This article might lead one to think so. Although I'm no fan of the "Professor of Torture" Alan Dershowitz, my impression was that the "plagiarism" allegation against him last year lacked merit; Larry Tribe and Charles Ogletree present clearer cases, and both acknowledged improper use of the work of others.
But what does it all mean? What does it tell us about Harvard, or any other elite, law school?
One thing it does not mean is that faculty at Harvard Law School are more ethically challenged than faculty at other elite law schools (all my colleagues excepted, of course!). What this signifies is something rather different (or so it seems to me): namely, that it is very hard to manage a full-time career as a celebrity lawyer, public pontificator, and political activist, with the actual duties of one's day job: namely, teaching classes and doing scholarly research and writing. The result is extreme carelessness in the performance of some of one's duties.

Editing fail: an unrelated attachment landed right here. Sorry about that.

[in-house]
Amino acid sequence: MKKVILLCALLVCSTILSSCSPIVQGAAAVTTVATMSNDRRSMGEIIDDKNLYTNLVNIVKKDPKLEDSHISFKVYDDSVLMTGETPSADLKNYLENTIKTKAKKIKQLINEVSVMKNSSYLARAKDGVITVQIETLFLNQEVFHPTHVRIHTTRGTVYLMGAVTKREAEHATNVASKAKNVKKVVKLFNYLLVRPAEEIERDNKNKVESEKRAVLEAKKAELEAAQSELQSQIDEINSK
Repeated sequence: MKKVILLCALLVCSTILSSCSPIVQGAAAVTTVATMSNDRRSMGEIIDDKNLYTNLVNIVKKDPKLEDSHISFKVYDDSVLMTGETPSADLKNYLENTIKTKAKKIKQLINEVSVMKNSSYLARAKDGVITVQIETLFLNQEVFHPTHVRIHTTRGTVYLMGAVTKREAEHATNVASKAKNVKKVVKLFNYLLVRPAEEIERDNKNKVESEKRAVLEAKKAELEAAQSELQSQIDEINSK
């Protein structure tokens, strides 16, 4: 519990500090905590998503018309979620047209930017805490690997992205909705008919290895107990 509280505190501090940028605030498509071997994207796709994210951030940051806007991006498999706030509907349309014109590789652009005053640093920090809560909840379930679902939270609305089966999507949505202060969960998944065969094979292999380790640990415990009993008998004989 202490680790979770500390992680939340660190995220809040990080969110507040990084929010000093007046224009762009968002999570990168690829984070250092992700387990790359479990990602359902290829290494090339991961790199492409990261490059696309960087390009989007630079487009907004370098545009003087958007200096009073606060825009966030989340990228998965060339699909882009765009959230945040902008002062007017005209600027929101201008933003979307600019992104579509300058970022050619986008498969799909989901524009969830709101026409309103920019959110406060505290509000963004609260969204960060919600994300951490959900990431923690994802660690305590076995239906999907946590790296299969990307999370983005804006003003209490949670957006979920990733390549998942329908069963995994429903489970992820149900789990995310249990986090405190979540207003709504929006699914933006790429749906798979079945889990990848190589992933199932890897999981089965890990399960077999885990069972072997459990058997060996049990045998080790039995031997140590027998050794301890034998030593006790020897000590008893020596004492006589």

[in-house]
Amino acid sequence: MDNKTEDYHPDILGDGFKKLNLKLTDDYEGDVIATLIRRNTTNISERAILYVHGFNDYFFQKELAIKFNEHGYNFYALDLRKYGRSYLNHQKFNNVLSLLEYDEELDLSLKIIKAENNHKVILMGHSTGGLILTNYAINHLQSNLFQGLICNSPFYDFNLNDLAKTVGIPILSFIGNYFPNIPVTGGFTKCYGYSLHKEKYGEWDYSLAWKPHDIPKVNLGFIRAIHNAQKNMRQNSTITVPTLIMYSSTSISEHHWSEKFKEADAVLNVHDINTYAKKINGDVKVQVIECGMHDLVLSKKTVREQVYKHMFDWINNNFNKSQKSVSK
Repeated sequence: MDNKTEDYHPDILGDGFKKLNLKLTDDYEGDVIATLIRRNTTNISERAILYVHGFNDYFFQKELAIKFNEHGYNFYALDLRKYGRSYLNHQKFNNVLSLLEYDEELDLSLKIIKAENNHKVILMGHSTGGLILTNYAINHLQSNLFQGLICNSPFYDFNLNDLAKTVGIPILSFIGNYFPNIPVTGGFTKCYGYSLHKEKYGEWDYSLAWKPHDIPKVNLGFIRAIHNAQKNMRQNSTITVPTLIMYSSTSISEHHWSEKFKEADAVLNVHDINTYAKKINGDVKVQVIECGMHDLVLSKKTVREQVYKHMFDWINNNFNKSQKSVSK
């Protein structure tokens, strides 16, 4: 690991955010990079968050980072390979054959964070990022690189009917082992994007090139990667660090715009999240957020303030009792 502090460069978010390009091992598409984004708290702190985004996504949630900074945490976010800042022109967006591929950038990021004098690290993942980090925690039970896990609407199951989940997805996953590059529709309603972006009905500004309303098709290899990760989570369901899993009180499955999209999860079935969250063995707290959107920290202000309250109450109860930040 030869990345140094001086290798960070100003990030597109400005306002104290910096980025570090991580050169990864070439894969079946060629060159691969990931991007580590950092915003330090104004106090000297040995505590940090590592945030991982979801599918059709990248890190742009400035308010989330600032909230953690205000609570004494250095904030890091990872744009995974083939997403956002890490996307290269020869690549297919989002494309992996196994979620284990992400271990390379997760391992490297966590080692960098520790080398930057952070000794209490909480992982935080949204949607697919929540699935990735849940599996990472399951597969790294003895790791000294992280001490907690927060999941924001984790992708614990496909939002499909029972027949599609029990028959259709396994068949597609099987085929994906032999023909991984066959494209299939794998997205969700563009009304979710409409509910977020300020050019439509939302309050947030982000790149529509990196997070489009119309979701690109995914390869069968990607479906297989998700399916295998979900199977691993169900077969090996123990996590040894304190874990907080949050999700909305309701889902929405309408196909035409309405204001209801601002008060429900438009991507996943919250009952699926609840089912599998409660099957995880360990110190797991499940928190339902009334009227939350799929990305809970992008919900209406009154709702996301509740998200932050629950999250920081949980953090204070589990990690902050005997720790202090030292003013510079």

The other significant story here is the extent to which faculty at elite law schools rely on their smart students to do their work. Those of us who write in jurisprudence don't make much use of research assistants, but faculty in most other areas of legal scholarship do. The Olgetree incident, in particular, sheds an unflattering light on the extent to which professors simply incorporate, sometimes wholesale, the work of their RAs. If the Association of American Law Schools were a useful professional organization, one thing it might do is try to formulate and promulgate some professional standards for the professor/RA relationship, and how work should be credited. (Perhaps the AALS or some other organization has done so--anyone know?) As things stand, my strong suspicion is that the phenomenon brough to light in the Ogletree case is very widespread and the amount of scholarship that is really co-authored is much, much higher than one would guess from viewing the by-lines of articles.
(Sidenote: some anonymous Harvard students have started an entire blog devoted to these incidents! I've not read enough of it to offer any opinion as to its accuracy or fairness, so approach with caution.)
UPDATE: Comments on the use of research assistants by faculty from Mark Tushnet (Law, Georgetown) are here.